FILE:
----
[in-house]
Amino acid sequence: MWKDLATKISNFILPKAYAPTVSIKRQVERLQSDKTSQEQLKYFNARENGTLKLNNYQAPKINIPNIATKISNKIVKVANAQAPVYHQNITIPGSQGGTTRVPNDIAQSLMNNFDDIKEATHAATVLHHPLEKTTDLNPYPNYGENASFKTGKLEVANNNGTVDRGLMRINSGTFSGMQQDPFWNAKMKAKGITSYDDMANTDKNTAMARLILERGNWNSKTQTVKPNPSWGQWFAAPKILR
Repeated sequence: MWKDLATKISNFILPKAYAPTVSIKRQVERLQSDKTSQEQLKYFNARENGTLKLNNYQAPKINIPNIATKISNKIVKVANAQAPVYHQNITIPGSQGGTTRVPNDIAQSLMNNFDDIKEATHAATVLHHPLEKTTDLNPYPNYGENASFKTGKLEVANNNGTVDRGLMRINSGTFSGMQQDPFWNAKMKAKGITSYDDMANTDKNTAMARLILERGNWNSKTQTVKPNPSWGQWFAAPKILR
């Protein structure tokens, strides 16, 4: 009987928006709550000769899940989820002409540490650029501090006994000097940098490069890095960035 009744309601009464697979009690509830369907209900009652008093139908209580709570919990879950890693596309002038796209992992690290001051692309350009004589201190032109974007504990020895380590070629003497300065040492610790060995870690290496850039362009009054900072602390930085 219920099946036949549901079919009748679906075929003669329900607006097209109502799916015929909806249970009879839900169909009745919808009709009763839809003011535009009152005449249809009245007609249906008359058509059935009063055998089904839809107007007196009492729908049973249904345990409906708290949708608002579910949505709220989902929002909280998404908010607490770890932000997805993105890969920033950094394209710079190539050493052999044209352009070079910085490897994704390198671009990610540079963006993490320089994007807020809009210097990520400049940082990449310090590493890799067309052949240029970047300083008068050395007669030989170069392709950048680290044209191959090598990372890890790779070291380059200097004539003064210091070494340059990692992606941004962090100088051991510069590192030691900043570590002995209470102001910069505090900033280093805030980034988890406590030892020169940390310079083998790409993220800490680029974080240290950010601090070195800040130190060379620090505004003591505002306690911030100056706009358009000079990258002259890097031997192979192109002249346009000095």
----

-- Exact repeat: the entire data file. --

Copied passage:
[in-house]
Amino acid sequence: MWKDLATKISNFILPKAYAPTVSIKRQVERLQSDKTSQEQLKYFNARENGTLKLNNYQAPKINIPNIATKISNKIVKVANAQAPVYHQNITIPGSQGGTTRVPNDIAQSLMNNFDDIKEATHAATVLHHPLEKTTDLNPYPNYGENASFKTGKLEVANNNGTVDRGLMRINSGTFSGMQQDPFWNAKMKAKGITSYDDMANTDKNTAMARLILERGNWNSKTQTVKPNPSWGQWFAAPKILR
Repeated sequence: MWKDLATKISNFILPKAYAPTVSIKRQVERLQSDKTSQEQLKYFNARENGTLKLNNYQAPKINIPNIATKISNKIVKVANAQAPVYHQNITIPGSQGGTTRVPNDIAQSLMNNFDDIKEATHAATVLHHPLEKTTDLNPYPNYGENASFKTGKLEVANNNGTVDRGLMRINSGTFSGMQQDPFWNAKMKAKGITSYDDMANTDKNTAMARLILERGNWNSKTQTVKPNPSWGQWFAAPKILR
């Protein structure tokens, strides 16, 4: 009987928006709550000769899940989820002409540490650029501090006994000097940098490069890095960035 009744309601009464697979009690509830369907209900009652008093139908209580709570919990879950890693596309002038796209992992690290001051692309350009004589201190032109974007504990020895380590070629003497300065040492610790060995870690290496850039362009009054900072602390930085 219920099946036949549901079919009748679906075929003669329900607006097209109502799916015929909806249970009879839900169909009745919808009709009763839809003011535009009152005449249809009245007609249906008359058509059935009063055998089904839809107007007196009492729908049973249904345990409906708290949708608002579910949505709220989902929002909280998404908010607490770890932000997805993105890969920033950094394209710079190539050493052999044209352009070079910085490897994704390198671009990610540079963006993490320089994007807020809009210097990520400049940082990449310090590493890799067309052949240029970047300083008068050395007669030989170069392709950048680290044209191959090598990372890890790779070291380059200097004539003064210091070494340059990692992606941004962090100088051991510069590192030691900043570590002995209470102001910069505090900033280093805030980034988890406590030892020169940390310079083998790409993220800490680029974080240290950010601090070195800040130190060379620090505004003591505002306690911030100056706009358009000079990258002259890097031997192979192109002249346009000095």